LEXINGTON, Ky. – The 2020 Democratic National Convention began this week in Milwaukee, Wis., and in response to the COVID-19 pandemic, the bulk of the event is taking place virtually.

What You Need To Know

  • 60 delegates representing Kentucky

  • Convention taking place mostly online

  • Lexington's Tyler Murphy attending third DNC

  • Mail-in voting, right to vote being discussed among delegation

The national nominating convention is the formal ceremony during which the party officially selects its nominee. Former Vice President Joe Biden was selected as the Democratic candidate this year Tuesday, Aug. 18, the second day of the convention. 

Delegates chosen to represent their state at the national convention are typically party activists, local political leaders, or early supporters of a particular presidential candidate. They are either selected in primaries, caucuses, local party conventions or included because of their positions as elected representatives or members of the party leadership. Lexington resident Tyler Murphy, 32, a teacher at Boyle County High School and member of the Fayette County Board of Education, is one of 60 delegates representing Kentucky at this year’s convention and one of 4,750 delegates overall. Murphy is no stranger to serving as a delegate, having been elected to attend the Democratic National Conventions in 2008 and 2016 as well.

“My third convention is certainly much different from the other two because it’s all online,” Murphy said. “I was looking forward to going to Milwaukee, but that did not get to happen.”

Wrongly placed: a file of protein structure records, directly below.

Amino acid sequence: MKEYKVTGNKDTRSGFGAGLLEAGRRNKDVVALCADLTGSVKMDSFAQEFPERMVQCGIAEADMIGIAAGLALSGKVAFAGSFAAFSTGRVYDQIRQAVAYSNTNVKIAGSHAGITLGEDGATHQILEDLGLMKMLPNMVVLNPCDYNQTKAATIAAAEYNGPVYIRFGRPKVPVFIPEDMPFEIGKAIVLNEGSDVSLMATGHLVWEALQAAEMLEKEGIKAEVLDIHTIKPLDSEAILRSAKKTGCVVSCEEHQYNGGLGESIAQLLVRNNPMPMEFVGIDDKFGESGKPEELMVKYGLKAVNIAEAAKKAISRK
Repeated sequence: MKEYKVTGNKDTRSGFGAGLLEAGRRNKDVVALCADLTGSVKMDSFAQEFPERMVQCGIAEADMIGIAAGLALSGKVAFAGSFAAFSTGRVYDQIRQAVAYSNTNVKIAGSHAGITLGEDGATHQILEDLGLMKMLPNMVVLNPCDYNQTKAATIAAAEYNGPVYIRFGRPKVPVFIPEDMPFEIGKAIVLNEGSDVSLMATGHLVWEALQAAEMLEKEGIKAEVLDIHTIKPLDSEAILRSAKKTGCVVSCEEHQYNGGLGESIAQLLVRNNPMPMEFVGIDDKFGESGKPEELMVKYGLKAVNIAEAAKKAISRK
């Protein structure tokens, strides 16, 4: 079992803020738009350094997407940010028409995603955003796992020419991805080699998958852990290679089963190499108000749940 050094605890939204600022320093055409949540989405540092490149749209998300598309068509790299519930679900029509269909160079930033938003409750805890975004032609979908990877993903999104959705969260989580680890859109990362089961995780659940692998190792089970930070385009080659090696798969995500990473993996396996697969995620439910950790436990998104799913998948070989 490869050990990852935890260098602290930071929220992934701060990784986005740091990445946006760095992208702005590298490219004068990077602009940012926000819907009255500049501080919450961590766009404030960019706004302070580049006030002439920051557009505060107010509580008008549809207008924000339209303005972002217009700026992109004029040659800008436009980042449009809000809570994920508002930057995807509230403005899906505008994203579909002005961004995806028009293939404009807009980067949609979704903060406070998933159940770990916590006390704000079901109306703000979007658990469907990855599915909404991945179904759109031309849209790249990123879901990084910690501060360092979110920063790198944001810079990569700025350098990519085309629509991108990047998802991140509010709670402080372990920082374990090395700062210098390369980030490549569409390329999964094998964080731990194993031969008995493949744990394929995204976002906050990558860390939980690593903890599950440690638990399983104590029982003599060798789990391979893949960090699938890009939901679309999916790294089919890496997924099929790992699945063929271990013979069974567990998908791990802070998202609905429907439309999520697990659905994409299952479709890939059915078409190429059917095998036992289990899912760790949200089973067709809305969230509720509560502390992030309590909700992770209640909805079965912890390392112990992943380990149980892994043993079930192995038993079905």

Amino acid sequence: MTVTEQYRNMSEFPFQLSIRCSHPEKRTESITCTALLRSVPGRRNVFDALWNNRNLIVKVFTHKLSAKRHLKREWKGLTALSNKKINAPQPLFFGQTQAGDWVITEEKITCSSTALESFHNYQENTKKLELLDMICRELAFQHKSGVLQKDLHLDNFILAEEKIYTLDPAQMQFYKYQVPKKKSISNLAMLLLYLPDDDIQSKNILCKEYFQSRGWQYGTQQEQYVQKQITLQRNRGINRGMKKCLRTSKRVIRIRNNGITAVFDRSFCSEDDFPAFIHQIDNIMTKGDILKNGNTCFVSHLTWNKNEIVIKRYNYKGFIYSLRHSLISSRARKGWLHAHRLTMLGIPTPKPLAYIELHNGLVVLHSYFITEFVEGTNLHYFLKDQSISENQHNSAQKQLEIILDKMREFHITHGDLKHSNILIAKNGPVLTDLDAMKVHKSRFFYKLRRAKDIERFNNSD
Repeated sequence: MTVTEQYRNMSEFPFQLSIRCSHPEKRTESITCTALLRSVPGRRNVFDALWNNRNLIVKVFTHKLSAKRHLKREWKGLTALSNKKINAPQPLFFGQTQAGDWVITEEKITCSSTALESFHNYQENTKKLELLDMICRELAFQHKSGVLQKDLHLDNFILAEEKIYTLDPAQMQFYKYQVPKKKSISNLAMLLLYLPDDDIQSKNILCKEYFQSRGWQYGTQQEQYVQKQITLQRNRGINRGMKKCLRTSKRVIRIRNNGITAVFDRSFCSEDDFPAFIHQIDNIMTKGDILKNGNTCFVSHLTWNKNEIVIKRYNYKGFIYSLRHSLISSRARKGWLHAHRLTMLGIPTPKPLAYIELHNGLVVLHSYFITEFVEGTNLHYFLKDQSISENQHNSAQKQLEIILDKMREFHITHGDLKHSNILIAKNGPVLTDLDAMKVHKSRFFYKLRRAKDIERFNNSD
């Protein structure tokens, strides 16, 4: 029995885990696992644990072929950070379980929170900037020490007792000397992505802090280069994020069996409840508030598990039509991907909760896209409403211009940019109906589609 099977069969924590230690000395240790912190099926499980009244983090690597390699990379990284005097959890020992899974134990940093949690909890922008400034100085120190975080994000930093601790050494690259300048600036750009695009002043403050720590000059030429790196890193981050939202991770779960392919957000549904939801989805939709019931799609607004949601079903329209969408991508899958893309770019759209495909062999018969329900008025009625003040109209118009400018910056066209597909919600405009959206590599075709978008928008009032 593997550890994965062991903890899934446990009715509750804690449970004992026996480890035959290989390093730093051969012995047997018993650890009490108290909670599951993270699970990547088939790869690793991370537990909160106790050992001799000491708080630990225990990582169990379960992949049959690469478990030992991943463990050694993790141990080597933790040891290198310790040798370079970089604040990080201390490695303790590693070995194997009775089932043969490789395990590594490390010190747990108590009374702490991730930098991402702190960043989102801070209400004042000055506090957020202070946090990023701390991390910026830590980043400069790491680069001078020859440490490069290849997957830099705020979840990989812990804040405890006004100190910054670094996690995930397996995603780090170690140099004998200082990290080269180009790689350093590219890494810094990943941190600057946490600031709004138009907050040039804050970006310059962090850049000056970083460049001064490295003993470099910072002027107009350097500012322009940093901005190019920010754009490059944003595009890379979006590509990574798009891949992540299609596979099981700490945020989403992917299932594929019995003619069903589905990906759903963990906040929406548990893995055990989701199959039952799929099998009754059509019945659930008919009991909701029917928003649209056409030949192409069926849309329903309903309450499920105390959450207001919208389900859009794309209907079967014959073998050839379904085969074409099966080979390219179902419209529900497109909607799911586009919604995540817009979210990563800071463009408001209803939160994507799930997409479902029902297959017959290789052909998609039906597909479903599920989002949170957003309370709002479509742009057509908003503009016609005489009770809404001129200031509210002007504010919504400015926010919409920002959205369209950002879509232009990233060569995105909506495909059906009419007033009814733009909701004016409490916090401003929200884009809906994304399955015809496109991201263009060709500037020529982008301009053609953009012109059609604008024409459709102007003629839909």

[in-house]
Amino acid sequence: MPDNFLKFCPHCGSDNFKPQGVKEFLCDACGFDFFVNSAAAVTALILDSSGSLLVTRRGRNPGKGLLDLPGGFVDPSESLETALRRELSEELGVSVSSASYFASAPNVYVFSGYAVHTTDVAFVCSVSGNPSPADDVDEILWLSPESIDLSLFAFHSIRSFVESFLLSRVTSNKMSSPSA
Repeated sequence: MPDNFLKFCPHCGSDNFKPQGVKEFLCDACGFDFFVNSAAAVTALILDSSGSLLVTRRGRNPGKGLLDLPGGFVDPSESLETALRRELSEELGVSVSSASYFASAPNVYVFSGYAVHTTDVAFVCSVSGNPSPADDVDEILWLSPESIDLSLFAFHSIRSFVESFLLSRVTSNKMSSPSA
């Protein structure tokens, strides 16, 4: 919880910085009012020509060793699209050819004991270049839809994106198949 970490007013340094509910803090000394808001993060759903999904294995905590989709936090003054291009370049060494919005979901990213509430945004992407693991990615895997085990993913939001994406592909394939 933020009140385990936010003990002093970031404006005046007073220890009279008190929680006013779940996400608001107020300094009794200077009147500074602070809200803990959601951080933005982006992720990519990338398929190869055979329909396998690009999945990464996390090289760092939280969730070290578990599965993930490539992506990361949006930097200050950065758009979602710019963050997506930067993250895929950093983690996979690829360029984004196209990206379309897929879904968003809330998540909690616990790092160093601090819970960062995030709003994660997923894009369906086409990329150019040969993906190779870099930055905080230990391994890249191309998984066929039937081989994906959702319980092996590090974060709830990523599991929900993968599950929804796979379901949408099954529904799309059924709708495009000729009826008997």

Murphy said the Kentucky delegation has set up several Zoom meetings, some of which are specific to Kentucky, and throughout the day there are various caucus meetings, such as the Rural Council and the Youth Council, which Murphy is involved in, and other constituencies within the party represented by caucuses. 

“There are some panel discussions about election security, mail-in voting and securing the right to vote,” Murphy said. “There are discussions about some education-specific topics and we'll also do regional things. We had a big Zoom session with all of the delegates from the southern states and heard from some elected officials before going into breakout rooms and kind of introducing ourselves to each other. One of the biggest missing pieces of this convention is the opportunity to socialize with fellow delegates and exchange ideas with folks from across the country. At least there is some opportunity to do that, although not as much as we normally would have. But there’s some opportunity to do that in the virtual setting.” 

The number of delegates awarded to each state is determined by a formula that factors the state’s popular vote for the Democratic nominee in the previous three elections, the state’s electoral votes, and when the state’s primary takes place. Delegates can be pledged to a candidate, uncommitted or automatic, with automatic delegates being more commonly known as superdelegates.

Kentucky’s delegates were elected by state-level delegates at the state convention. This year, Kentucky allowed registered Democrats in each congressional district to register to vote for delegates online. Murphy is a delegate from Kentucky’s Sixth Congressional District, which is represented in Congress by Rep. Andy Barr (R-Lexington) and includes Anderson, Bath, Bourbon, Clark, Estill, Fayette, Fleming, Franklin, Madison, Menifee, Montgomery, Nicholas, Powell, Robertson, Scott, Wolfe and Woodford counties, as well as portions of Harrison and Jessamine counties.